- Dissasembled. Furniture that is in pieces will typically be accepted (or will be thrown away). It’s simply not worth the employee’s time to try and make sure it’s all there and they don’t want people going through it in the store trying to count pieces. If the item is in the original box you might get away with the donation.
- Possibly harboring creepy crawlies. Items such as sleeper sofas and beanbag chairs are not accepted by most thrift stores.
If a thrift store won’t take your furniture your best bet (if you live in a populated area) is to wipe it off/vacuum it and stick it on the curb for free. Every time we’ve done this it’s been gone within a day or two. And if it’s not? Then, unfortunately, it’s off to the dump.
2. Old TVs
In general, old TVs are easy to get rid of. You just stick them on Facebook Marketplace for $10 and someone will be at your door in minutes.
But what if you really want to donate your old TV to Goodwill or another thrift store? Do they take box TVs? Flat Screen TVs?
In general, the answer is yes, to all.
Many chain thrift stores will not accept box TVs or TVs made before 2009 as they were made before the transition to digital TV. All thrift stores will accept newer TVs in working condition and smaller privately-owned thrift stores often accept old TVs without issue.
Vintage TVs that are smaller (such as portable units) are typically accepted at thrift stores of all kinds as they do not take up much space.
3. Car Parts
The main factor that dictates whether or not a thrift store will accept auto parts is the size, cleanliness, and safety of the items in question.
In general, thrift stores will not accept large car parts such as bumpers, body panels, seats, tires, or potentially dangerous/flammable liquids such as oil, cleaners, windshield washer fluid, etc. Smaller items typically cannot be too greasy or dirty and may be accepted on a case-by-case basis.
Your best bet for selling larger items is a pawnshop or local marketplace such as Craigslist.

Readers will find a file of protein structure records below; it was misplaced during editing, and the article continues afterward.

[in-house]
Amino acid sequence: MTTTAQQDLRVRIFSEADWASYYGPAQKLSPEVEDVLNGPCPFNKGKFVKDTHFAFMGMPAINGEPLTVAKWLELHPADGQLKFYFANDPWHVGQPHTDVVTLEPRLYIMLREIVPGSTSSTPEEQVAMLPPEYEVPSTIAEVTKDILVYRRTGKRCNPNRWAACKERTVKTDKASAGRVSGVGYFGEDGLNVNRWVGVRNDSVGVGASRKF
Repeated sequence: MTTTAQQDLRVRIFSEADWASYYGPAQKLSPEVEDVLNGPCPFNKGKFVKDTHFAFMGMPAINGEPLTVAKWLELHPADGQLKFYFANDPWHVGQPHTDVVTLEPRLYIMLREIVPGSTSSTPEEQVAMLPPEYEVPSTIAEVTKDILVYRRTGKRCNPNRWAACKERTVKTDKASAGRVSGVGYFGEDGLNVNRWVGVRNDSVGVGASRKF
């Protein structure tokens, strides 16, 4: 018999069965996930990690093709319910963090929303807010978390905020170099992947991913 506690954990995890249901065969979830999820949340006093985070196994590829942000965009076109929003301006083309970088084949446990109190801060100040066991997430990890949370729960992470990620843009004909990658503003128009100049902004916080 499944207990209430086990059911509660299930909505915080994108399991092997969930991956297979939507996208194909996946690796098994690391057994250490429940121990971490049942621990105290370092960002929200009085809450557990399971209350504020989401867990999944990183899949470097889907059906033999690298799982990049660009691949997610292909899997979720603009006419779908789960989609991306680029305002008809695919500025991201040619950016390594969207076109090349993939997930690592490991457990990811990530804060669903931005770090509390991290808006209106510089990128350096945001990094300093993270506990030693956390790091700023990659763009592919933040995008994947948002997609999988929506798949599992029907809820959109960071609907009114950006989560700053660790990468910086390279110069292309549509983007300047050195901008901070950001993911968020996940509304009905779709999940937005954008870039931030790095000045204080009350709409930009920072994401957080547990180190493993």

4. Kids’ Stuff
When you consider donating kids’ items to a thrift store you have to imagine things from their end. Their motivation is to avoid liability by selling items that could be dangerous.
As such, they typically won’t accept items that are potentially expired or have been generally recalled. For example, very few thrift stores will accept drop-side cribs, car seats, or bike helmets.
Likewise, items such as strollers will be dependent on the location.
You will have more luck donating such items as smaller church-owned thrift stores or charitable shops but you should check before donating that your item hasn’t been recalled for anything.
Kids’ clothing, shoes, and most toys are acceptable if they are in usable condition.
I’m not the first person (and I’m sure I won’t be the last…) to find food on thrift store shelves. It’s typically in a gift basket, or fancy chocolate box, or something similar. Surprisingly, I’ve never been hungry enough to buy anything I’ve found. Never shop on an empty stomach, ya know.
No thrift stores will take food as a donation, even canned foods that are sealed. Food items that aren’t expired can typically be donated to food pantries or shelters instead.
If you have food that is technically expired but still good you can try Facebook. When my wife and I cleaned out our pantry a couple of years ago we found a bunch of weird things we had bought at a clearance store and would never get around to eating. We put it all in a box and posted about it on Facebook. It was gone in about 10 minutes.
Clothing is the bread and butter of thrift store donations and sales. So much so that thousands of people (us included) make a living by flipping thrift store clothing on eBay, Mercari, and Poshmark. So, yet, you can donate clothing to thrift stores.
- 60 Women’s Clothing Brands To Look For At Thrift Stores
- 47 Men’s Clothing Brands You Should Be Thrifting
However, not every wearable item will be taken by Goodwill or other thrift stores.
In general, Goodwill and other thrift stores will accept clothing and shoes that are in clean and wearable condition. This includes gently used socks, bras, and swimsuits. Some items with holes that are still wearable (such as jackets or jeans) may still be accepted and offered for sale.
I would encourage you to donate all you to do one of two things with your used clothing: donate it to a thrift store or sell it at a yard sale. Even if you think an item of clothing it not worth donating most thrift stores will recycle the item instead of simply sending it to a landfill.
7. Mattresses, Pillows, & Bedding Items